The prestigious Pritzker prize, the Nobel Prize of architecture, was awarded posthumously for the first time in its 36-year history. Although Frei Otto, the German achitect famous for his light, transparent structures, knew that the jury awarded him the prize for 2015, he died before the public announcement of this award.
Otto, who was detained as a prisoner of war in a camp in France for two years after WW2, there learnt to build with limited and restricted material. His light designs, according to The New York Times, therefore represented a response to the heavy, massive structures of pre-war Germany.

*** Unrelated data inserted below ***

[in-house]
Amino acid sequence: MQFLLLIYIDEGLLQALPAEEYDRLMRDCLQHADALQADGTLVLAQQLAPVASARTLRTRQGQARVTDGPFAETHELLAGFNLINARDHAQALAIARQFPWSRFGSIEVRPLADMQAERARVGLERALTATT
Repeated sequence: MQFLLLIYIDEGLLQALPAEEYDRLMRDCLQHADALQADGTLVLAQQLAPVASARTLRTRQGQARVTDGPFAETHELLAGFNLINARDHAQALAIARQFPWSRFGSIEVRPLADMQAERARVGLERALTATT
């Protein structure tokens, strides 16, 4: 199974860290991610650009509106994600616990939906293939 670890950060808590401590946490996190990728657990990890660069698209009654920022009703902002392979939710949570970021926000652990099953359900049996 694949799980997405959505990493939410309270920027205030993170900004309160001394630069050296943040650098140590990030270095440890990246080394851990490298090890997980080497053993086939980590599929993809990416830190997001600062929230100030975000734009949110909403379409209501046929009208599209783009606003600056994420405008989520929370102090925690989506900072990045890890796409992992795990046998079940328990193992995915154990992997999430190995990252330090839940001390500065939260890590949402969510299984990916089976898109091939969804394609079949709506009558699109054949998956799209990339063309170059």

Otto received his doctorate in engineering and liked collaborating on projects with other architects, including the 1972 Olympic Pavilion in Munich.
He and Shigeru Ban, last year’s winner of the Pritzker Prize, worked together on the Japanese pavilion for the Hanover Expo in 2000.
Frei Otto turned 90 during the current year.